Inexpensive and easily accessible cybercrime products and services as well as drugs, counterfeit documents, weapons, cater to would-be and existing criminals, new report says.
You don’t have to be a stealthy hacker or member of organized crime to buy and sell goods in the North American cyber underground: it’s a wide open, easily accessible cyber marketplace that makes it easy for anyone to illegally buy weapons, crimeware, and botnets.
What sets the North American underground economy apart from that of Russia and other more stealthy cyber-based crime conduits is that it’s easy for novices to access — there’s no limited access like in the Russian underground. And that means it makes it easy for anyone to conduct cybercrime or access the tools for physical crime, a new report from Trend Micro has found.
“It’s more of an Amazon [type] shopping mall for goods and services, a one-stop shop for anything nefarious,” says Tom Kellermann, chief cybersecurity officer at Trend Micro.
Many of the underground sites studied by Trend Micro are searchable via the Web. All it takes is the right search query, and a novice can access what he or she needs to perform criminal acts, such as guides for how to use VPNs or TOR for nefarious purposes, and goods and services for cybercrime (stolen payment card information), physical fraud (fake passports), drugs, and even murder. “You can get ransomware in the US for $10,” Kellermann notes.
But the brazen openness of the North American cyber underground also means it’s in the sights of law enforcement, a tradeoff the peddlers and buyers seem willing to risk. They get around getting busted by constantly changing up their sites: “Although several criminal transactions are done out in the open, they are very fickle. The life span of most underground sites is short. They could be up one day and gone the next. Investigations will have to keep up with this fast pace,” Trend Micro’s report says.
There’s also rampant competition among the vendors, which has made the purchase of these wares relatively inexpensive.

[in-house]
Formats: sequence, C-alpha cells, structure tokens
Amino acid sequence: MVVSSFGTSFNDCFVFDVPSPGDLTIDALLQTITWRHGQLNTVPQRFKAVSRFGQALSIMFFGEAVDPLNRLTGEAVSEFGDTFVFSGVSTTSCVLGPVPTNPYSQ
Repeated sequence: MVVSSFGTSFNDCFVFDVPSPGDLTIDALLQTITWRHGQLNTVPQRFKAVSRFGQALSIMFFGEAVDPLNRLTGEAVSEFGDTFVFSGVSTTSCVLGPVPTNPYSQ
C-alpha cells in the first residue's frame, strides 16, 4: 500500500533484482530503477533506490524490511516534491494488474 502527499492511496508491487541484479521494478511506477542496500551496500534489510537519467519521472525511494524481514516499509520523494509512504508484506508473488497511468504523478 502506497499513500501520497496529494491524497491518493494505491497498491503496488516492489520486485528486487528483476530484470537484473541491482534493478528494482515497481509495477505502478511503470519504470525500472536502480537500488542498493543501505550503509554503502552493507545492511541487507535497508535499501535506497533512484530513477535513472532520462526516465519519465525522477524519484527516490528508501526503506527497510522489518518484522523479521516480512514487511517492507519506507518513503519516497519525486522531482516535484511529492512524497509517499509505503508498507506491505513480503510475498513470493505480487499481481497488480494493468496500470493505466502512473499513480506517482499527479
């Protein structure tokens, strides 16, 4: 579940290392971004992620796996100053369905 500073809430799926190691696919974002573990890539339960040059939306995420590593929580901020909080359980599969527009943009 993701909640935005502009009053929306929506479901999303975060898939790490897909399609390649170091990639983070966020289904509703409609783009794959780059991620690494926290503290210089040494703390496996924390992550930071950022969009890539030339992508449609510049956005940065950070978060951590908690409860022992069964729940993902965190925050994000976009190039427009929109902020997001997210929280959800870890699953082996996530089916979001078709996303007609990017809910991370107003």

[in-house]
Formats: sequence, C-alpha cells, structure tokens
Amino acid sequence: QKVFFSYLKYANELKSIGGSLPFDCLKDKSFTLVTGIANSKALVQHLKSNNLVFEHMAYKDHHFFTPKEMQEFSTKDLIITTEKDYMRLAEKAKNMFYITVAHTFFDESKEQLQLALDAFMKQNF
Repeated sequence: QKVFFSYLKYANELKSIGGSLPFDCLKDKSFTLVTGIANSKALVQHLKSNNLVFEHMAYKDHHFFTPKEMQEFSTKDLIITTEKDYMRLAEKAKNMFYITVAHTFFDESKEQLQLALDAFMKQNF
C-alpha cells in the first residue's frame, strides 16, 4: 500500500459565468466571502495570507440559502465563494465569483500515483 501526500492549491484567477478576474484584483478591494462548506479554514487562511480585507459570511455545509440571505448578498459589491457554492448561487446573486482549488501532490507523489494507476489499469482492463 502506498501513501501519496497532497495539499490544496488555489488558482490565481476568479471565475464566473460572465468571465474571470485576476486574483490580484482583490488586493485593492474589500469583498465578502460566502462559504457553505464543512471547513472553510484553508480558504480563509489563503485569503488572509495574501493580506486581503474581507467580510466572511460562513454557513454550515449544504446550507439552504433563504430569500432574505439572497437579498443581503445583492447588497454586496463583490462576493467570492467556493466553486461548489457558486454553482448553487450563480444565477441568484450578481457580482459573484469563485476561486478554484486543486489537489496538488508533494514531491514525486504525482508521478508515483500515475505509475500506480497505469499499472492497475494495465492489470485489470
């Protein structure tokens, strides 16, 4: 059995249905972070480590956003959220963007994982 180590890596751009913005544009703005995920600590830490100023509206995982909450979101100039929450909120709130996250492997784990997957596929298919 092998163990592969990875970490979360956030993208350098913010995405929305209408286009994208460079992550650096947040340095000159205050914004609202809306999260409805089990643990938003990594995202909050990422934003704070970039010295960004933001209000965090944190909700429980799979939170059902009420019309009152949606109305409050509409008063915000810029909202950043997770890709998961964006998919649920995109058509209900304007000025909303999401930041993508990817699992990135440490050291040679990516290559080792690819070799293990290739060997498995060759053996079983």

One of the trademark offerings in the North American underground is crypting services, which offer bad guys a way to camouflage their malware from anti-malware systems. They submit their malware, and the providers check it against security tools and then encrypt it such that it’s no longer detectable. That service is available from $20 for a one-shot deal to $1,000 for a monthly offering.
The Xena RAT Builder crimeware kit is price anywhere from $1 to $50, and offers two levels of customer service: silver ($15) and gold ($20). Gold encrypts it so it’s undetectable. Would-be cybercriminals can buy a worm from between $7 and $10; botnet or botnet-builder tools for between $5 and $200; ransomware for $10; and the Betabot DDoS tool for $74.
There also are DDoS-as-a-service options, which start as low as $5 for 300 seconds of a 40 gigabits-per-second DDoS attack, to $60 for a 2,000-second 125Gbps DDoS. Bulletproof hosting services are also available for $75 per month.
A phony US passport costs $30, and a phony US driver’s license, $145, Trend Micro’s researchers found.
“They’re [the sellers] trying to enable anyone with criminal intentions. That’s problematic,” Trend Micro’s Kellermann says. “It speaks to more crime having a duality to it, and with cyber-components.”
Unlike the Russian underground, North America’s has no organizational structure, he says. “Germany’s is the most sophisticated in operational security … Russia is selling the most zero-days and advanced attack platforms.”